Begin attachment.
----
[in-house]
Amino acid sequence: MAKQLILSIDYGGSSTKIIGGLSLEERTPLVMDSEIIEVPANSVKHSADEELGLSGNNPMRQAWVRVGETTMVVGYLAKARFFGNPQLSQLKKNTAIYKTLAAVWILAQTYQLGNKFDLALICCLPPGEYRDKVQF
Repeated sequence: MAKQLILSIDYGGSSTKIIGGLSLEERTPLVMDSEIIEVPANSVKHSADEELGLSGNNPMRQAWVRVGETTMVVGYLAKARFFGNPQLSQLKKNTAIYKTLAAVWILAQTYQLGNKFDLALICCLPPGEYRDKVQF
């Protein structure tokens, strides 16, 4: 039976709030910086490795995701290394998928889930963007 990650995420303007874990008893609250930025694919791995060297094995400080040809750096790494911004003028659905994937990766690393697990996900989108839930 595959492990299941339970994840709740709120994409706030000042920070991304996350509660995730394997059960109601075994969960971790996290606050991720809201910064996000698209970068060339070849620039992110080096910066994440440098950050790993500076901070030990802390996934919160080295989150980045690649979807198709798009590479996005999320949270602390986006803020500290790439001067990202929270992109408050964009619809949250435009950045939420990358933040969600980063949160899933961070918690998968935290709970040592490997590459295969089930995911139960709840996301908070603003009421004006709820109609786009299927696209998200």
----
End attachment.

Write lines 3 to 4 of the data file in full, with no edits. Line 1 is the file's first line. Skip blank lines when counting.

Repeated sequence: MAKQLILSIDYGGSSTKIIGGLSLEERTPLVMDSEIIEVPANSVKHSADEELGLSGNNPMRQAWVRVGETTMVVGYLAKARFFGNPQLSQLKKNTAIYKTLAAVWILAQTYQLGNKFDLALICCLPPGEYRDKVQF
């Protein structure tokens, strides 16, 4: 039976709030910086490795995701290394998928889930963007 990650995420303007874990008893609250930025694919791995060297094995400080040809750096790494911004003028659905994937990766690393697990996900989108839930 595959492990299941339970994840709740709120994409706030000042920070991304996350509660995730394997059960109601075994969960971790996290606050991720809201910064996000698209970068060339070849620039992110080096910066994440440098950050790993500076901070030990802390996934919160080295989150980045690649979807198709798009590479996005999320949270602390986006803020500290790439001067990202929270992109408050964009619809949250435009950045939420990358933040969600980063949160899933961070918690998968935290709970040592490997590459295969089930995911139960709840996301908070603003009421004006709820109609786009299927696209998200």